Molecular Characterization of Circulating Tumor Cells Isolated from the Peripheral Blood of Prostate Cancer Patients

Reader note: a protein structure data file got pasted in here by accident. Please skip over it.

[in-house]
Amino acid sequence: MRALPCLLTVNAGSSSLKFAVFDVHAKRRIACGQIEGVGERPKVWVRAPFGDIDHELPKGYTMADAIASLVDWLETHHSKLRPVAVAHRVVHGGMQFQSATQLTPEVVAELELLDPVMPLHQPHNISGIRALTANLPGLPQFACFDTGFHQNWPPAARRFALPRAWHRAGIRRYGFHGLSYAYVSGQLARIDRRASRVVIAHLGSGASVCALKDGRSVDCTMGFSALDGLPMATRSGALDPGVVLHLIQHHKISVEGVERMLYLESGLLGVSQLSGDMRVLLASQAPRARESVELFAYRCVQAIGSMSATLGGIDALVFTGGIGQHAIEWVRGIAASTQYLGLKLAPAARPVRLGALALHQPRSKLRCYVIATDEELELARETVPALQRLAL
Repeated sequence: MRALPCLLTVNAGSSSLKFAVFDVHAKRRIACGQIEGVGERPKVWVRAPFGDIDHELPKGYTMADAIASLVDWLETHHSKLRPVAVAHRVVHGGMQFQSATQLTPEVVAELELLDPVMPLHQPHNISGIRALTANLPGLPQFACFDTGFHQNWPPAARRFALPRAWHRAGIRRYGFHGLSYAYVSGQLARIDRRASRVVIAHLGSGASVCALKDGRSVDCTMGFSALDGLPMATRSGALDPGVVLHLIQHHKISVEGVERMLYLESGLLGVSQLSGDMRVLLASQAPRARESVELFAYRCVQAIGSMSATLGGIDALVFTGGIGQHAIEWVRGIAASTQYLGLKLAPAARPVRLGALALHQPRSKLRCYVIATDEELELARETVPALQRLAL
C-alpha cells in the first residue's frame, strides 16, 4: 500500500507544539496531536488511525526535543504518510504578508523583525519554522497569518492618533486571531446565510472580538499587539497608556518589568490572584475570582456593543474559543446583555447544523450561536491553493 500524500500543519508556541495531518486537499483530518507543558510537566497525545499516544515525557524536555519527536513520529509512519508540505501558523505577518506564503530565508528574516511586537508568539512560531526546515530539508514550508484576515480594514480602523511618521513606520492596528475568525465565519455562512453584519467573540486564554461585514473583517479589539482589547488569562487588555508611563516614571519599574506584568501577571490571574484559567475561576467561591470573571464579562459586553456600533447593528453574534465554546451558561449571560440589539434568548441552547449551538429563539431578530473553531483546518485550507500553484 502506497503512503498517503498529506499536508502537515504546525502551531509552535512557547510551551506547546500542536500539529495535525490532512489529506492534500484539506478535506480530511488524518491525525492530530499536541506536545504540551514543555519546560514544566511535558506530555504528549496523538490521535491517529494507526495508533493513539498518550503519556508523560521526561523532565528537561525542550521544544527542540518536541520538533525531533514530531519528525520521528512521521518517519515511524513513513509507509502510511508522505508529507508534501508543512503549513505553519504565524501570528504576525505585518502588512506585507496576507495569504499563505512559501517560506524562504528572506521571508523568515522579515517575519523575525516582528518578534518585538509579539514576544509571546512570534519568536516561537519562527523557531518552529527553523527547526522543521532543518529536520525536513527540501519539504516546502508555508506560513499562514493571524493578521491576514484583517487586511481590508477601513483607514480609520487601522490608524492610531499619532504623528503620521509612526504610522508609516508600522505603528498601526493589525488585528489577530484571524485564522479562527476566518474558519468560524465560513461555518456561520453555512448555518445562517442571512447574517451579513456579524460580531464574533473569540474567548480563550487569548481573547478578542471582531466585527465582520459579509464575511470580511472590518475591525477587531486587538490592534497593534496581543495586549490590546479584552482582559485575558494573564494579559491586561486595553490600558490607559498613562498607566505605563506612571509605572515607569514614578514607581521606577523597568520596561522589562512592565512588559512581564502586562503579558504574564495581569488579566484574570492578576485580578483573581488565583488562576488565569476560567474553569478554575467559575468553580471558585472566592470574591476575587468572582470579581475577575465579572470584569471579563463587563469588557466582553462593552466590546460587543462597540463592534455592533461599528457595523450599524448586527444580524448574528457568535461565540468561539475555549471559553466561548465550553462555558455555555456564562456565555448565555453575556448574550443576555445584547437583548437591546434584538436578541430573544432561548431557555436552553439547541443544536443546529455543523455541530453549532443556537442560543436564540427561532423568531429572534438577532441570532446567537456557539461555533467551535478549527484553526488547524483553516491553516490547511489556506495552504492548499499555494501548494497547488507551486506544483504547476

Due to the high prevalence and morbidity associated with prostate cancer, and the absence of a reliable and effective screening tool, we have sought to evaluate the potential role of telomere profiles and circulating tumor cells (CTCs) in filling this void. CTCs can be isolated from the blood of patients and used to profile the molecular characteristics of the primary tumor they derive from. Utilizing a quantitative fluorescence in-situ hybridization (Q-FISH) protocol and our Teloview(TM) program, we can analyze the telomeres contained within these cells. It has been proven that increasing telomere dysfunction can be correlated with increasing aggressiveness in various cancers. In this study we were able to successfully isolate CTCs from all prostate cancer patients enrolled in our study irrespective of disease stage. We were also able to produce a unique telomere profile for each patient. When repeat analysis of telomere profiles was done, we demonstrated that some patients had stable profiles, some had minor changes, and some had substantial changes. We have linked these changes to the clinical interventions used to manage the patient’s disease. Using a statistical analysis system we categorized individual telomeres as low, medium or high intensity, and measured the peak telomere number (PTN) for each patient. Combining this information has allowed us to create a model to stratify patients based on their risk of disease progression. In the future this system may replace conventional screening, and prognostication methods, and aid in the development of a more personalized approach to treating prostate cancer.